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<span style="color:#000000;"><span style="font-family:Verdana;">Ragnar</span></span> <span style="color:#000000;"><span style="font-family:Verdana;">Relay-Great River</span></span> <span style="color:#000000;"><span style="font-family:Verdana;">August 24-25th</span></span><br><br><span style="color:#000000;"><span style="font-family:Verdana;"><span style="font-size:medium;"><i>man did this turn out long-sorry.</i></span></span></span><br><br><b><span style="color:#000000;"><span style="font-family:Verdana;">Fort</span></span></b> <b><span style="color:#000000;"><span style="font-family:Verdana;">Hose</span></span></b> <span style="color:#000000;"><span style="font-family:Verdana;">who do not know how one of these relays works, here is the low down.</span></span><br><br><span style="color:#000000;"><span style="font-family:Verdana;">Your team has 12 people (two vehicles with 6 runners in each) the race is divided into 36 Legs of varying lengths (2.9 miles up to 8.3 miles) and difficulty (easy, moderate, hard or very hard). Each runner runs in sequence (1-12) rotating through three times thus running 3 legs each. Our relay started in Lacrosse, WI and finished in Minneapolis, MN. About 208 miles of total distance covered. (There are Ultra teams that do it with 6 (or fewer people) as well-that is nuts)</span></span><br><br><span style="color:#000000;"><span style="font-family:Verdana;">Our team took 29 hours and 41 minutes placing us 37 out of 99 finishers (and 4 teams did not finish) about an 8.5 min/mile pace.</span></span><br><br><span style="color:#000000;"><span style="font-family:Verdana;">We were made up of a solid group of runners, not ultras, or anything like that, but solid. My van actually had a bonus as well. We had a driver. A runner who was supposed to be with is but was forced to drop out 2 weeks before with a foot injury he tried to train through but simply could not. His wife was runner 12. He was a huge help driving, especially at night.</span></span><br><br><span style="color:#000000;"><span style="font-family:Verdana;">Okay, here is my story. I was runner 9 of 12 (legs 9, 21, 33). Our team had an 11am start time on Friday (8/24) so our first van took off for Lacrosse in the morning (we live a hair less than 2 hours from there so not a bad drive). Our goal was to average somewhere between 8 and 8.5 min/mile miles and the Ragnar website had a tool that allowed you to plug in each runner’s projected pace and thus estimate the arrival time at all of the exchanges. We expected the first van to arrive in Fountain City, WI to hand off to us around 4:20pm Friday. We arrived about 3:10 so we had plenty of time. The first group fell just a hair off pace so we had a little over an hour to wait until our first runner took over (runner 7 of 12). She took off about 4:38. It was awesome to meet briefly with the first group (my DW was in that van as runner #3). They looked good, but are ready for a break as we take off to start our 6 legs.</span></span><br><br><span style="color:#000000;"><span style="font-family:Verdana;">I was plugged in at an 8min/mile pace. This was soft for my two short runs, but seemed realistic for my first and most difficult one.</span></span><br><br><span style="color:#000000;"><span style="font-family:Verdana;">Our first two runners cruised and I stepped up at about 6:30pm. My leg was 7.9 miles and rated Hard. My goal was to run my projected 8s or a hair better. Someday I will learn the significant advantage of running my first mile well below my goal pace and then get faster every mile after that to end on pace. Instead, I opened this run with a 7:19 mile. It was hard, but not killing me, so I backed off a little and ran my second mile in 7:45. Still hard, but I am feeling good, mile 3 in 7:43. I see my team parked at just past the 3-mile mark and I have my strap-on water bottle so I wave and they cheer. I am loving this pace, mile 4 again 7:43. Now however, I am feeling the pain of the opening 7:19 and the first quarter of mile 5 is a 70 foot climb damn near straight up and it puts the freakin hurt on me, At the top of this short hill I take a squirt out of my water bottle and it feels like I shoot it straight into my lungs, I have to walk for like 30 seconds and I damn near cough my lungs out to get goin again, the result is mile 5 clocks in at 8 flat which actually sucks because it was all down hill after that initial climb. …. I see my team again at the start of mile 6 and I try to hide my discomfort and tell em I still have enough water, meet me at the finish. Mile 6 is a slight climb virtually the entire mile and clocks in at an UGLY 8:36. (my slowest mile of the entire relay). When I see that 8:36 on my garmin I am beyond pissed at myself; however I am hurting bad and feels like I can do nothing about it. I caught a slight downhill in the next mile so I am able to put down mile 7 in 8:04, but it is killing me. It seems like I have nothing left for that last .9 but manage to do it in like 7:09 so a sub 8 mile pace. I have one of my teammates to thank for that, I could hear him screamin encouragement at me from over a half mile out and I just kept pushing. I finish in just over 62 minutes. The very first thought I had was, I need to train on more hills that was horrible. My second thought was, I ran about 2 minutes under my goal so I am overall happy. I take maybe 3 minutes to get my mind straight and we need to get in the van to drive up ahead of the next runner to cheer her on.</span></span><br><br><span style="color:#000000;"><span style="font-family:Verdana;">The final three legs were wild, we kept jumping about 1.5 miles ahead of the runner because it was dark now and wanted to make sure they knew we were there. We arrive in Stockholm, WI at like 11:30pm or so. we send off the other van, use the bathroom, and then drive ahead to the location of our next van hand off (exchange 1<img alt="" class="inlineimg" src="http://www.kickrunners.com/forum/images/smilies/cool.gif" style="border:0px solid;" title="Cool"></span></span><br><br><span style="color:#000000;"><span style="font-family:Verdana;">Exchange 18 is in Prescott, WI at the high school. We arrive at like midnight. They have spaghetti, showers, and most importantly mats in the gym where you can catch some sleep. I skipped the shower, ate fast and crashed for 2 hours of sleep. We expect them to arrive sometime between 4:00am and 4:30am. We are all awake by about 3:20 and get loaded up and head out to the exchange position. They call us at about 3:40 and let us know we should be ready to roll by 4:15am. They arrive to hand off at like 4:18am. we had a little time to chat with them before their runner arrives and you can see that these 6 people have put everything they had into their first two legs. there is no chance I am letting up in my next run, I would feel like I was letting them down even if they never saw me on the road. We need to get out in front of our first runner with water and directions as it is still very dark so we get out their pretty fast. Again our first two runners cruise and I get on at 5:40am. still dark so I am wearing a headlamp that fits on the bill of my visor, cool thing.</span></span><br><br><span style="color:#000000;"><span style="font-family:Verdana;">My leg is 5.0 miles rated Moderate. This was a fun exchange as we are seeing lots of other teams now (teams that started at 9 and 10am…we have made up over an hour on a bunch of these teams), where as in our first leg there was only like 2 teams around us. A woman goes out maybe 2 minutes in front of me and I can tell I will have a shot to catch her early in the 5 miles. My route starts out with a slight down hill for a half mile but quickly climbs upwards again for the second half mile. I convince my self to back off on the downhill and run mile 1 in 7:47. I feel great. I see my van at mile 1 and tell them to catch me at 2.5 with water. As I pass out van I can see I am going to easily catch the gal in front of me as we keep climbing slightly upward to about 1.75 miles. As we get to the crest of the hill I pass her and start picking it up. Mile 2 is 7:36. I remember from my elevation chart that at about 2.5 I start running gradually down hill for the entire second half of this run. My team meets me at the 2.5 as planned I grab a quick swallow of water and start using gravity to my advantage, I run 7:35 in mile 3 and I feel amazing. Keep cruising down the hill, mile 4 is 7:23. I open it up in the last mile and I finish in 37:10. my garmin measured it a hair short, but my last mile was still blazing fast low 7s for sure. Overall it is something like a 7:26 pace I think, I crush. The only negative was I got passed at the 3 mile mark like I was standing still by a guy who had to be over 3 minutes behind me at the start, turns out he is on the winning men’s team, no way I am running with that guy. It was funny, as he passed me he said, “keep at it you look strong” my response was “if I look strong what the hell do you look like passing me?” he got a good laugh out of that.</span></span><br><br><span style="color:#000000;"><span style="font-family:Verdana;">No time to enjoy my monster run though, again 3-5 minutes walking it off and back in the van. We continue to leap frog about 1 mile ahead of our runner to offer water , cheer etc.…it was so much fun.</span></span><br><br><span style="color:#000000;"><span style="font-family:Verdana;">The next major exchange to hand off to van 1 for their final legs is just across the river (over the Stillwater lift bridge for you MN peeps) into MN. We got there about 10 minutes ahead of our runner and we find out there was some sort of shooting the night before right in the neighborhood runner #2 is supposed to go through. The streets have been closed and they had to do a last minute reroute for runner 2. He had 3 miles added on to his final run! He jumps from an easy 4.4 to 7.4 moderate run. just for a piece of perspective, this guy already took on one of the top 3 hardest sets and his second leg was rated as very hard where he made a 325 foot climb over the course of 2 miles. With less than an hour’s notice he now has to run 3 more miles than he was preparing for. His total mileage ends up being 22.4 or something. He is a machine and by all accounts from van 1, he just pounded it out without complaint. I bow down to him.</span></span><br><br><span style="color:#000000;"><span style="font-family:Verdana;">We jumped ahead like 20 miles to a state park in Woodbury arriving at like 9:00am where we expect them to arrive around noon. This exchange site was the coolest. Probably 2/3 of the teams in the relay are there waiting for van 1 to show up so they can go on. It is a cool feeling to know that we caught all of these people that started 1, 2 or even a 3 hours ahead of us. I got to talk with a bunch of other runners and stuff. Way cool environment. I got only a 10-minute nap in because I simply did not want to miss anything.</span></span><br><br><span style="color:#000000;"><span style="font-family:Verdana;">While at this leg I had a great moment where my wife called me to tell me her split on her final leg of 2.9 miles. She runs a 25:11. a pace well below 9 min miles, a pace she has never run at before. She was fired up big time, she could not see me, but I got teary-eyed when she told me because I know how much it meant to her to do well in this. Great moment.</span></span><br><br><span style="color:#000000;"><span style="font-family:Verdana;">Van 1 arrives at about noon and we are ready for the final legs. We have about 29 miles left to cover. The exchange areas are now a blast, there are people all over. My final leg is 4.2 miles rated as easy. My teammate and another gal come in at the same time so I leave the exchange with a woman who is maybe in her mid 20’s, tops. This gal proceeds to put down a 7:13 mile on me and I am with her every step of the way…HUGE mistake on my part. I learned nothing from my brilliant 5-mile run where I opened with my slowest mile and</span></span> <span style="color:#000000;"><span style="font-family:Verdana;">then just kept getting faster. Instead I repeat the mistake I made in the 7.9 miler and at 1.5 miles into this final leg I am in trouble, big trouble to be honest. This girl buries me, her pace never fell off as she disappeared on me. During my marathon in May I was tired and fighting cramping, but I never had the mental beat down I was feeling in this run. It took everything I had to hang on. Mile 2 is like 7:43 and my team is right there with water after that mile and I need it and them bad. Mile 3 like 7:44 so I hold my pace but I am so done. With 1.2 miles to go I am in pure survival mode and I was ready to pack it in, but did not let myself do it. I distinctly remember at one point thinking about Voo's advice for DocChris when he was hurt and said out loud to myself...<b>Cowboy the F$CK up Dom, you got 11 other people out there who need you</b>. Mile 4 I think was 8 flat, and it was the hardest 8 min mile I have ever run. They had a spotter about .2 of a mile from the exchange to radio ahead your number so your next runner could get ready. When I had that person in sight I physically wanted to cry, it was almost over. I was able to pick it up a little and finish 4.2 miles in 32:06 with like a 7:41 average pace I think. I put everything I had in this run. I could have been smarter and opened with a much slower mile, but once I made that mistake I went as hard as I could. I let out a huge string of profanities as I came to the exchange that I felt bad about afterwards, glad there where no kids around! No time to celebrate finishing this bitch, back in the van almost instantly. Our next runner enters a trail at like mile 1.8, we have to catch her before then to get her water. I could hardly step up into the van, my legs are so wobbly.</span></span><br><br><span style="color:#000000;"><span style="font-family:Verdana;">The final 3 legs are a blur, our last three runners all had trails as part of their route so we were in and out of the van like mad trying to see them at the points we could. Our final runner entered a pedestrian bridge with 1.8 miles to the finish at Boom Island Park in Minneapolis, we sped ahead , found the van 1 group (who had showered and had about 3 beers in ‘em) waiting for us at the finish. We set up about 30 yards in front of the finish and waited for our final runner and then filled in behind her to finish with all 12 of us together.</span></span><br><br><span style="color:#000000;"><span style="font-family:Verdana;">As far as the race organization went, we all felt there could have been more signs and better van directions at times when the runner was in trails etc and not visible. This was especially true when we got into the twin cities area, But we also have to keep in mind that the two guys running this has a major reroute due to the bridge collapse two weeks ago and then a last minute route change because of that shooting! I would give them a 9/10 on race organization for sure..</span></span><br><br><span style="color:#000000;"><span style="font-family:Verdana;">To say this was an amazing experience would be an understatement. I am an emotional person and no question my serious lack of sleep is playing a role, but I keep getting all chocked up about it still. I am certainly part of an online running community here in the 30’s group and have some great friends and family (most importantly my wife) here at home who run, but still running for me has been about an individual experience and goals. The Ragnar Relay showed me a side of running I simply had not seen yet, running as a team sport. A shared experience where every person is pulling for you no matter what your pace is or is not. They know it hurts because they are right there with you. They cringe as they drive up ahead of you and see a hill coming that you will have to attack. They jump out of the van to make sure you get water, to make sure you hear their voices and see their faces. When you finish your leg, they look you in the eye and tell you what you just did was amazing, because they know it was. They saw what you did for the team. They saw what kind of agony you were willing to endure for them and they were more than willing to do the same for you when it is their turn.</span></span><br><br><span style="color:#000000;"><span style="font-family:Verdana;">Over the span of 29 hours and 41 minutes, I watched 11 people push themselves to the limit for me and the others on the team and I did nothing less than that for them as well.</span></span><br><br><span style="color:#000000;"><span style="font-family:Verdana;">It would be silly for me to believe that all of the teams in Ragnar-Great River had the overwhelming positive experience we had. But I am betting most of them did. If you are a runner of any level, I encourage you to think about preparing for and doing a relay like this some day. I would like to call it a once in a lifetime experience, but the thing is we were not even done and the unanimous decision was made that we are so coming back in 2008. I hope we see some of you there as well!!</span></span>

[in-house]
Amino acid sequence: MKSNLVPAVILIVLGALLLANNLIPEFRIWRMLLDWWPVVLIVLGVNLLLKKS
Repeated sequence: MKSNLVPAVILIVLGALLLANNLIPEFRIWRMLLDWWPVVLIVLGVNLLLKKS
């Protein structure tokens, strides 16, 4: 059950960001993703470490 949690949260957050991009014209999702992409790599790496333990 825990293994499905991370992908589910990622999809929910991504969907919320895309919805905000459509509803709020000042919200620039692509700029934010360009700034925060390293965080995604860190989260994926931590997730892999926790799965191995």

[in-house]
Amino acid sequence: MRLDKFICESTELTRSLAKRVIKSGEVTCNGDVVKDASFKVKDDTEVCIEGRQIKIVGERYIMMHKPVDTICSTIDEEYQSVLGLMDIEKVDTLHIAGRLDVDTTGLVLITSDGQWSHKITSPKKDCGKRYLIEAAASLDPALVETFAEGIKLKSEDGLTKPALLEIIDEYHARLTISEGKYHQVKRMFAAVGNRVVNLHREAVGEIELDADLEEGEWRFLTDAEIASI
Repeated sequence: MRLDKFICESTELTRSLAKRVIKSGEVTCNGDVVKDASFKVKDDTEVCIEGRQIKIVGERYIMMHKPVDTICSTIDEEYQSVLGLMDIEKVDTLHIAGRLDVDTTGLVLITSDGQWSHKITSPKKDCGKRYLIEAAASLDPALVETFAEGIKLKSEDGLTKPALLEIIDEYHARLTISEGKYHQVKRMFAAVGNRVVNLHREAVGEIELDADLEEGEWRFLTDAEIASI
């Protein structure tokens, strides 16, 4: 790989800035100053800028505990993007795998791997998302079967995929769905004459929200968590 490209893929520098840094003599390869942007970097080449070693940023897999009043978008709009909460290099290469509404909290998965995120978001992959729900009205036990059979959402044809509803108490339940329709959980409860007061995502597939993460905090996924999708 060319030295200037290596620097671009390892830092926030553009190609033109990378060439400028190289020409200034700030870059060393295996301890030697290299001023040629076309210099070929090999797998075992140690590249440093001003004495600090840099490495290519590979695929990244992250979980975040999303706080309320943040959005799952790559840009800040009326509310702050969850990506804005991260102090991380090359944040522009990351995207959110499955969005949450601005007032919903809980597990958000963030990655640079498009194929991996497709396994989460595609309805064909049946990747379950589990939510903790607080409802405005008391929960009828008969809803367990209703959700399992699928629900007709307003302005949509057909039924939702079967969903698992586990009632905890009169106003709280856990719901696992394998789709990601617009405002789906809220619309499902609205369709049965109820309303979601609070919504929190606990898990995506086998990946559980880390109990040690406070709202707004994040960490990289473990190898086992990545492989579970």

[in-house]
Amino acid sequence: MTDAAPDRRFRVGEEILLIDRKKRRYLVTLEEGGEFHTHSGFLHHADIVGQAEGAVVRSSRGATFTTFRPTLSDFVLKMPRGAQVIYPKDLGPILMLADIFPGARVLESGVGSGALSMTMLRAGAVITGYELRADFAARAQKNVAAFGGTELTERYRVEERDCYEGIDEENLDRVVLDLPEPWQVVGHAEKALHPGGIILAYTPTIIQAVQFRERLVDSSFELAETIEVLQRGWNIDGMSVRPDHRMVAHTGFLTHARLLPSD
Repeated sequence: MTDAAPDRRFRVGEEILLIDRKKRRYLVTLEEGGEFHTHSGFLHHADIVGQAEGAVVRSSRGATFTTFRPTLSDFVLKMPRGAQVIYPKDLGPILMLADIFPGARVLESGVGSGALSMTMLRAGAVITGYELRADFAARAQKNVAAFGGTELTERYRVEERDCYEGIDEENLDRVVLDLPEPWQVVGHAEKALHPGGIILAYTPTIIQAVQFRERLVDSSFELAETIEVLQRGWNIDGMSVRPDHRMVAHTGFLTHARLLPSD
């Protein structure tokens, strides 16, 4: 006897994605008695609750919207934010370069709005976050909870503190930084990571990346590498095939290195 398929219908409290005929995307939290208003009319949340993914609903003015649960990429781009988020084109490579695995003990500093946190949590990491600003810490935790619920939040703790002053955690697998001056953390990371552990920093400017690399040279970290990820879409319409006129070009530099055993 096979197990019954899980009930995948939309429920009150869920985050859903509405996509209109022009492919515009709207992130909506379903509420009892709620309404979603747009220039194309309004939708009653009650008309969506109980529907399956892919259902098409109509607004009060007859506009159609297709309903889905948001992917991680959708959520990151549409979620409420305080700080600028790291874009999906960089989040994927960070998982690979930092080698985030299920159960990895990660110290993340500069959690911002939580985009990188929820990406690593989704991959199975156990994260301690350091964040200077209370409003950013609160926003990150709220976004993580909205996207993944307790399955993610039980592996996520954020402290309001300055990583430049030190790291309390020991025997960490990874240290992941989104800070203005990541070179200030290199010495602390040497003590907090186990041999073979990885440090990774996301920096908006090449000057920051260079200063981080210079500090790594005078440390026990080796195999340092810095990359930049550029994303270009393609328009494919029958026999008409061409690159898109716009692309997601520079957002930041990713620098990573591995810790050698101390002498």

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<b>Dom</b> - Holy cow!! Your spirit impresses me, to read about your pride in your teammates and especially your wife, and then to read your own contributions. . .you've certainly made me proud! Congratulations!!!!!